The headmaster of a top private school is set to make educational history tomorrow morning by coming out as gay in an online assembly.
Nicholas Hewlett, 41, will announce to pupils and teachers at St Dunstan’s College in Catford, south-east London, that he is in a happy same-sex marriage.
It is thought to be the first time an acting headteacher has publicly revealed their sexuality to students and staff.
Mr Hewlett admitted he was ‘nervous’ about making the announcement – but hopes the reaction will be positive and that some students may even wave rainbow flags in support.
Explaining his decision to go public at the £18,000-a-year school, Mr Hewlett told the Sunday Times: ‘Not long ago I was doing interviews with the pupils, and one of them was talking about how comfortable he was about being gay.
‘I was so blown away by the courage of him that something flipped in my head.
‘I thought then of my own situation and thought: “This is ridiculous. Here I am as a happily married gay man, and the children do not know that at school.”’
‘There will be kids who are struggling with their own sexuality and who would benefit from knowing that you can be happy and gay, and I have a privileged position to show them that,’ Mr Hewlett added.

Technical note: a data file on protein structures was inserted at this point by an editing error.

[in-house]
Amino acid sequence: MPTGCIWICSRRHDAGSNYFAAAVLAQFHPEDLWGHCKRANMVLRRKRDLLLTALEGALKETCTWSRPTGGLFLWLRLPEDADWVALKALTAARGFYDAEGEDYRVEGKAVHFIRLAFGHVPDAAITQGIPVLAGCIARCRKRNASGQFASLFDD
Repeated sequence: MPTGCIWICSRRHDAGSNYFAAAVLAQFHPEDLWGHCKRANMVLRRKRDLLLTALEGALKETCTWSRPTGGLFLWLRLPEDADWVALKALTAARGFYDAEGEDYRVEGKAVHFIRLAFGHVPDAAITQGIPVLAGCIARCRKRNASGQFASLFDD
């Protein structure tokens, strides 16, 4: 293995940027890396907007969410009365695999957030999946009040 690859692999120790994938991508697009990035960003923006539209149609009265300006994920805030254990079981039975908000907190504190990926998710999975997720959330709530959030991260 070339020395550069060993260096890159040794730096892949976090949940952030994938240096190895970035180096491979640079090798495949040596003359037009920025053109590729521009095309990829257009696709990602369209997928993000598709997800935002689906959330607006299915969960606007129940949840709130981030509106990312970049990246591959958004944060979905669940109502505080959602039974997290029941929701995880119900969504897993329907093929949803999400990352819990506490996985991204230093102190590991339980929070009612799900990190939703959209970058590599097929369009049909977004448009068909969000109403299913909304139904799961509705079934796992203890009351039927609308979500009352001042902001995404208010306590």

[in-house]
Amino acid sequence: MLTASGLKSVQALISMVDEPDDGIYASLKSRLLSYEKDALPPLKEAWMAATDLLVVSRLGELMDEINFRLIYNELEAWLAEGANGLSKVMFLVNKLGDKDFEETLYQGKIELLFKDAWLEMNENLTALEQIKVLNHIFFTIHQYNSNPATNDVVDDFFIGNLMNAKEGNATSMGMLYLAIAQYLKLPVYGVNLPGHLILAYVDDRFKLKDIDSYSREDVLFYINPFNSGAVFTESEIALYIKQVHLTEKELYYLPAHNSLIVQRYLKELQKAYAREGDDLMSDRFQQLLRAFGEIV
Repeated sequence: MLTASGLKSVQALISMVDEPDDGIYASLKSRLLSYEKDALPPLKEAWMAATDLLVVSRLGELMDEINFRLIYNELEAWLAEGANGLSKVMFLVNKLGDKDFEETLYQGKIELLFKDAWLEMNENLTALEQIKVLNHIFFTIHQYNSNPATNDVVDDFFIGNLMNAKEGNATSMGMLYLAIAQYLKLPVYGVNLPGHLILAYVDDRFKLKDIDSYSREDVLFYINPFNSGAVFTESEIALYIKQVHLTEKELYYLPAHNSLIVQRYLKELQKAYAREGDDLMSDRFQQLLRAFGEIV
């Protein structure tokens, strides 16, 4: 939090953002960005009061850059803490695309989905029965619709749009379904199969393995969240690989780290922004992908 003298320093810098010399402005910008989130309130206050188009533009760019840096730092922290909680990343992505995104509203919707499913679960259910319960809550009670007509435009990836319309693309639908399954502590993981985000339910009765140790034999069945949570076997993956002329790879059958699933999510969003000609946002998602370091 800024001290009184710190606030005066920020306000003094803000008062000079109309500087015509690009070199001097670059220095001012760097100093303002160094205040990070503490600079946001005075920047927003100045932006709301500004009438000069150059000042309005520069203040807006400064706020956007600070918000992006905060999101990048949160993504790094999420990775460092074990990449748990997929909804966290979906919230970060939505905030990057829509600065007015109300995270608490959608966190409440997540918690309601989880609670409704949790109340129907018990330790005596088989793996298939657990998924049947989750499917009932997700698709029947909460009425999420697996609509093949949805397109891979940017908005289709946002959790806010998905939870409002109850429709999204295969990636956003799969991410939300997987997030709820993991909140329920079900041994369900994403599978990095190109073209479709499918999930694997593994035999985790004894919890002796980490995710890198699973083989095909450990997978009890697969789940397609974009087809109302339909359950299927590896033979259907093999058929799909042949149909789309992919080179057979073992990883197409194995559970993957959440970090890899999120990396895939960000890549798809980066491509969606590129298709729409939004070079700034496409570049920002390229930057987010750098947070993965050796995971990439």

Mr Hewlett married Alberic Elsom, director of music at Whitgift independent school in Croydon, in 2014.
The headteacher, who was bullied during his school years, told how the assembly will be an ‘emotional start’ to the school week – adding that he might cry if he delivered the speech face-to-face.
Attitudes have changed ‘astronomically’, Mr Hewlett added, revealing how 15 years ago, a senior colleague told him it would be ‘virtually impossible’ to become a headmaster as an openly gay man.
Now he hopes to inspire young people to ‘have the courage to be true to yourself’, adding: ‘Sexuality should never be a barrier to success or happiness’.
The Department for Education said: ‘We trust teachers and school leaders to make decisions about what’s appropriate to discuss with pupils.
‘By the end of secondary education, all pupils should receive teaching on LGBT [lesbian, gay, bisexual and transgender] relationships. Schools are free to determine how they do this.’
The assembly comes after Andrew Moffatt, a gay teacher who faced protests from parents after launching an initiative to educate children about diversity last year, urged others to simply ‘accept’ the LGBTQ+ community.
Andrew Moffat received death threats over the ‘No Outsiders’ Project launched at Parkfield Community School in Birmingham and left his role as assistant head.
Instead of asking people to ‘celebrate’ LGBTQ+ people, he instead called for acceptance.
He said: ‘I am very happy to be gay myself and I’m celebrating that, but I don’t expect you to celebrate my sexual orientation with me.
‘However I do expect it to be accepted without judgement, in the same way I will accept those parts of you that may be different to me.’
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